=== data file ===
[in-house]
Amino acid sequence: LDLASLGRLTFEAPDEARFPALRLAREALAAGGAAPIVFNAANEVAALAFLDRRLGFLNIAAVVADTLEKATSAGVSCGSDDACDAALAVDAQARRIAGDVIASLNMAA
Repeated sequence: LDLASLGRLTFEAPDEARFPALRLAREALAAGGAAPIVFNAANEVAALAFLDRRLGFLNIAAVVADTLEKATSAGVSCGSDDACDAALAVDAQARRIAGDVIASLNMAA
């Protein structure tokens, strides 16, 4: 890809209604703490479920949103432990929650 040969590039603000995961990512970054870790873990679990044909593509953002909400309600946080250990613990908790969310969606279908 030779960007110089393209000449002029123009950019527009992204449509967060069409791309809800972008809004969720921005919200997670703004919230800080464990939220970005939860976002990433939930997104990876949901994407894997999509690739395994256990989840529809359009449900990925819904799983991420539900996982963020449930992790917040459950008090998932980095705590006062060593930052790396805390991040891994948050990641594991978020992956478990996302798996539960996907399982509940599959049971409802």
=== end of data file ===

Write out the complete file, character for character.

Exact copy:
[in-house]
Amino acid sequence: LDLASLGRLTFEAPDEARFPALRLAREALAAGGAAPIVFNAANEVAALAFLDRRLGFLNIAAVVADTLEKATSAGVSCGSDDACDAALAVDAQARRIAGDVIASLNMAA
Repeated sequence: LDLASLGRLTFEAPDEARFPALRLAREALAAGGAAPIVFNAANEVAALAFLDRRLGFLNIAAVVADTLEKATSAGVSCGSDDACDAALAVDAQARRIAGDVIASLNMAA
């Protein structure tokens, strides 16, 4: 890809209604703490479920949103432990929650 040969590039603000995961990512970054870790873990679990044909593509953002909400309600946080250990613990908790969310969606279908 030779960007110089393209000449002029123009950019527009992204449509967060069409791309809800972008809004969720921005919200997670703004919230800080464990939220970005939860976002990433939930997104990876949901994407894997999509690739395994256990989840529809359009449900990925819904799983991420539900996982963020449930992790917040459950008090998932980095705590006062060593930052790396805390991040891994948050990641594991978020992956478990996302798996539960996907399982509940599959049971409802």